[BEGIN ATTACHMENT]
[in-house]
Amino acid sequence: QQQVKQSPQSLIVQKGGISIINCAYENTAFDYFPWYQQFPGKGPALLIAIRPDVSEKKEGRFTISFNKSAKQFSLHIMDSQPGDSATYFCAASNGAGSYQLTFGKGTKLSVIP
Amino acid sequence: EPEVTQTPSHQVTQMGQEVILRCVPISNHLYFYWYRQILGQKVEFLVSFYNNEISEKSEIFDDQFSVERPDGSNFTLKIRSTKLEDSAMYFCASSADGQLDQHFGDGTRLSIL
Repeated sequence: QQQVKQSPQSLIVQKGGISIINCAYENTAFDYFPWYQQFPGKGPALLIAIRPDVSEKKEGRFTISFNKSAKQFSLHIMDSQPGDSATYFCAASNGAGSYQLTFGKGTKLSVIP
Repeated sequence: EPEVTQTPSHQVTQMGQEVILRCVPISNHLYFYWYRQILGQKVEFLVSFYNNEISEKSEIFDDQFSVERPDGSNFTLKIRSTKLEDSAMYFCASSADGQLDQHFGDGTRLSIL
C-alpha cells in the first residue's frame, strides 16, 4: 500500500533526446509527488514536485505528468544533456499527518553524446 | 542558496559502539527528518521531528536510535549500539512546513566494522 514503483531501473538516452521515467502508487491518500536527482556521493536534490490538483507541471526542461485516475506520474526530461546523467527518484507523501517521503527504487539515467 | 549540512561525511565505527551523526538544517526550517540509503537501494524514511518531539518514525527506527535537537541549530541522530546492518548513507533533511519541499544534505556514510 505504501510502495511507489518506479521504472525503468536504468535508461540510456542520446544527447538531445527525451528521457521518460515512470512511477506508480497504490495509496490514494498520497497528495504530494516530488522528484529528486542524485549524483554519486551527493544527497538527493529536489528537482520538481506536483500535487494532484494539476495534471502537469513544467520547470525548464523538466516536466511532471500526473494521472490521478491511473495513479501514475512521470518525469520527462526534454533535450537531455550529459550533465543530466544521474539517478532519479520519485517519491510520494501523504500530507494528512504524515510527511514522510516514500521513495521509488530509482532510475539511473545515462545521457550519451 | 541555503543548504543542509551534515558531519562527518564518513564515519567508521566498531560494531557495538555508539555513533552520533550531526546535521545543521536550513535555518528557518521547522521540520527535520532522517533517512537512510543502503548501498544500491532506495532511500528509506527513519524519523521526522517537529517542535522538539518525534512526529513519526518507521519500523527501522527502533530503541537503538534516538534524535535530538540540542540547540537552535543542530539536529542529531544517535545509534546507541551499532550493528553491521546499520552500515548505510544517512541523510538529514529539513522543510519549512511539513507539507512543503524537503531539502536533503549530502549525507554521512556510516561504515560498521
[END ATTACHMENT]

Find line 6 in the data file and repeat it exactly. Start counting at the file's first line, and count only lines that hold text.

C-alpha cells in the first residue's frame, strides 16, 4: 500500500533526446509527488514536485505528468544533456499527518553524446 | 542558496559502539527528518521531528536510535549500539512546513566494522 514503483531501473538516452521515467502508487491518500536527482556521493536534490490538483507541471526542461485516475506520474526530461546523467527518484507523501517521503527504487539515467 | 549540512561525511565505527551523526538544517526550517540509503537501494524514511518531539518514525527506527535537537541549530541522530546492518548513507533533511519541499544534505556514510 505504501510502495511507489518506479521504472525503468536504468535508461540510456542520446544527447538531445527525451528521457521518460515512470512511477506508480497504490495509496490514494498520497497528495504530494516530488522528484529528486542524485549524483554519486551527493544527497538527493529536489528537482520538481506536483500535487494532484494539476495534471502537469513544467520547470525548464523538466516536466511532471500526473494521472490521478491511473495513479501514475512521470518525469520527462526534454533535450537531455550529459550533465543530466544521474539517478532519479520519485517519491510520494501523504500530507494528512504524515510527511514522510516514500521513495521509488530509482532510475539511473545515462545521457550519451 | 541555503543548504543542509551534515558531519562527518564518513564515519567508521566498531560494531557495538555508539555513533552520533550531526546535521545543521536550513535555518528557518521547522521540520527535520532522517533517512537512510543502503548501498544500491532506495532511500528509506527513519524519523521526522517537529517542535522538539518525534512526529513519526518507521519500523527501522527502533530503541537503538534516538534524535535530538540540542540547540537552535543542530539536529542529531544517535545509534546507541551499532550493528553491521546499520552500515548505510544517512541523510538529514529539513522543510519549512511539513507539507512543503524537503531539502536533503549530502549525507554521512556510516561504515560498521